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World Fisheries Day 2022

The 21st of November is dedicated to raising awareness of the importance of a healthy and sustainable marine ecosystem. International Fisheries Organization’s inaugural ceremony was held on 21st November 2015, marking the first World Fisheries Day.

World Fisheries Day pivots on worldwide support for all fishermen and women in the value chain, actors, and stakeholders in the sector. The global objective for the day is to bring focus on the increasing challenges of the sustainability of both marine and inland water fish species. Some notable challenges of fisheries are IUU fishing, ecological damage to the environment, and the growing impacts of climate change on marine habitats.

CEMLAWS Africa shares and supports the significance of the commemoration of World Fisheries Day. The Centre, since its inception in 2014, has undertaken initiatives and projects which have contributed to dialoguing opportunities, capacity-building and training, policy
highlights, and research in support of enhancing sustainable management and governance of the marine sector.

The Centre’s HOPE (Healthy Oceans for People and Economy) initiative is aimed at advancing socio-economic development and food security on the African continent for current and future generations through effective conservation, management, and sustainable use of the vast wealth of ocean resources. The unequivocal role of fisheries in Africa’s Blue Economy agenda demands attention to realize the intended objective of HOPE. The interdisciplinary approach of the HOPE initiative gave precedence to undertaking fisheries-related projects in more recent years.

From 2019-2020, CEMLAWS collaborated with major government entities under a funded project of the United Nations Office on Drugs and Crime (UNODC) to develop a National Integrated Maritime Strategy (NIMS) for Ghana and a National Maritime Strategy for Nigeria (NMS) which serve as blueprints for guiding activities within the maritime domain. Fisheries governance is highlighted as a priority area for multi-sectoral collaboration and management in the NIMS & NMS. While the detailed Implementation Plans (IP) accompanying the Strategies indicate clear deliverables, policies and resource injection required to achieve a better fisheries sector in Ghana and Nigeria. This surely aligns with other West African countries, albeit with nuances. set to resolve bottlenecks of developing and benefitting from a multiple-use resource.

The Bloomberg Philanthropy’s funded Vibrant Ocean Initiative project, titled Enhancement of Transparency in the Fisheries Sector, is ongoing as the Centre coordinates and leads research through a network of experts and stakeholders to improve transparency in the fisheries sectors of Benin, Côte d’Ivoire, Ghana, and Senegal. The project has provided opportunities for inclusion by all stakeholders towards recommendations to enhance accountability and information-sharing. Key in this regard is the inclusion of fishing communities, the artisanal sector, and women in the dialogue process.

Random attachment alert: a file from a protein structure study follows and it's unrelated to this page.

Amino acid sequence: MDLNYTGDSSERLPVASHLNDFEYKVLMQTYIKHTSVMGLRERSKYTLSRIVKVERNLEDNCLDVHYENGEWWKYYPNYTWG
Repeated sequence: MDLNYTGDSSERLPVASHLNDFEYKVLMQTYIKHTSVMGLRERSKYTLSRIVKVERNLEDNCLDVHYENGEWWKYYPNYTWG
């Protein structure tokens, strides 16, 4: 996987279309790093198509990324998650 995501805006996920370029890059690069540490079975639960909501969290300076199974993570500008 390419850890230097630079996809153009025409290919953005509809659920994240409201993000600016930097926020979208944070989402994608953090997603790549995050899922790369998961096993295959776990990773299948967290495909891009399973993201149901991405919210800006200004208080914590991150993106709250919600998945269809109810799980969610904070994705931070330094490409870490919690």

Another project aimed at improving monitoring, reporting, and awareness of the maligning impacts of IUU fishing and activities of foreign vessels in the Gulf of Guinea, by CEMLAWS Africa, which has been awarded by the US Embassy is titled Promoting Transparency, Accountability, and Local Capacity to Address the Destabilizing Impacts of Foreign Distant Water Fishing Vessels in the Gulf of Guinea and the waters of Mauritania. The project which is being implemented from 2022 to 2024 brings on board a global network of experts to address concerns about opaque access agreements, licensing regimes and weak enforcement in the sector.

CEMLAWS and the Fisheries Transparency Initiative (FiTI) have also begun an online Taking Stock Assessment of Ghana’s Fisheries Management. The Report is to be released in April 2023 for a baseline approach to improving public access to reliable fisheries information and to include all stakeholders in the governance processes ranging from decision-making to implementation of policies and regulations in the sector.

The fisheries sector in West Africa is undoubtedly under imminent threat, but the Centre rests on its optimistic view of enhancing sustainability and transparency in the fisheries sector through strong international and regional collaborations. The Executive Director &Team Lead, Dr Kamal-Deen Ali, has this to say, “…our Centre will continue to direct optimal attention to restoring the ocean environment through research, capacity-building and strong advocacy for governance changes and interventions in support of our fisheries”.
We wish all our assiduous fishers, actors, and stakeholders well-deserved congratulations on this day! We can do better…but together